Twitter announced this week that GIFs can now be shared and viewed on the company’s iPhone, Android and web versions. Except they lied to us.
Sorry for getting all pedantic on you, but It comes down to the definition of a GIF, which dates back to 1987. It is a type of file (.GIF), much the same way a Word Doc (.Doc) or a JPEG (.JPG) is a recognised a file format .
You should never need to click on a Gif file to make it work - the animated images should remain on a continuous loop on your screen. If you have to click on the file, it is already a Flash file, which by definition is not a GIF. Sorry to split hairs, Twitter.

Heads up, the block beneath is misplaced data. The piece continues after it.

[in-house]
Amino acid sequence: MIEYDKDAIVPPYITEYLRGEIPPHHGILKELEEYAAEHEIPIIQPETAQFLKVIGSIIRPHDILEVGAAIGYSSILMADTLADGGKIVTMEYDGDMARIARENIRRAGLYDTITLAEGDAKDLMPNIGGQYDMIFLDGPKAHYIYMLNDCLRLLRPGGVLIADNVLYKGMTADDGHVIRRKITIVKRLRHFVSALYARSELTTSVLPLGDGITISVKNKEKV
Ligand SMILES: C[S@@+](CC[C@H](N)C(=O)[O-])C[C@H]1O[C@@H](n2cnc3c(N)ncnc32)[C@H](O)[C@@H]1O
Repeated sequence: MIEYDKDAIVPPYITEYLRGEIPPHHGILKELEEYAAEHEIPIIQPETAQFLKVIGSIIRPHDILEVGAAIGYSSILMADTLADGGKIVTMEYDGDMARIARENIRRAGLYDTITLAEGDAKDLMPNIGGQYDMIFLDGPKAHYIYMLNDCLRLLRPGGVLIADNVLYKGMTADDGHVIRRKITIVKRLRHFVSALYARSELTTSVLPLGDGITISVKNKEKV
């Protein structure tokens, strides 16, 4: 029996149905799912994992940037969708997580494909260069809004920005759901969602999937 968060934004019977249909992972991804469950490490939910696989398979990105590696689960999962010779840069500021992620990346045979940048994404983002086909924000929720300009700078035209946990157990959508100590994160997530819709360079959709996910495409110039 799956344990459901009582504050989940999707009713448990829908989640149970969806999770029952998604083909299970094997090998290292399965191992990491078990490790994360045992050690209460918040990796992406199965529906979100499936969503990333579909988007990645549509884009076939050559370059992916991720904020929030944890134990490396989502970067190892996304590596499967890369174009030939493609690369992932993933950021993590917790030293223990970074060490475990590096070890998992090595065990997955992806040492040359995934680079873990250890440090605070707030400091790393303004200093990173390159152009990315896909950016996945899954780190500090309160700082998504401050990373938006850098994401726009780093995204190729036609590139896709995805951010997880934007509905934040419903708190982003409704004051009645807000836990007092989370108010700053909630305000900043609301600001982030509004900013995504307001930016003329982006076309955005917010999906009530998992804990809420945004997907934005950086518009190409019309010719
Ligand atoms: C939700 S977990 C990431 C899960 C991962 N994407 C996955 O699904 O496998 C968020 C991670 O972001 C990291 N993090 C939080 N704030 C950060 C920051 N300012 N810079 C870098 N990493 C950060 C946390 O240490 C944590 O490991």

Flash can be used as a wrapper for all kinds of content, but when it is used with a GIF it changes the nature of the file, and to be honest it isn’t half as spontaneous or fun. On Twitter “GIFs” will now appear in your feed with a play button, like other video content, which sort of takes away the whole point.
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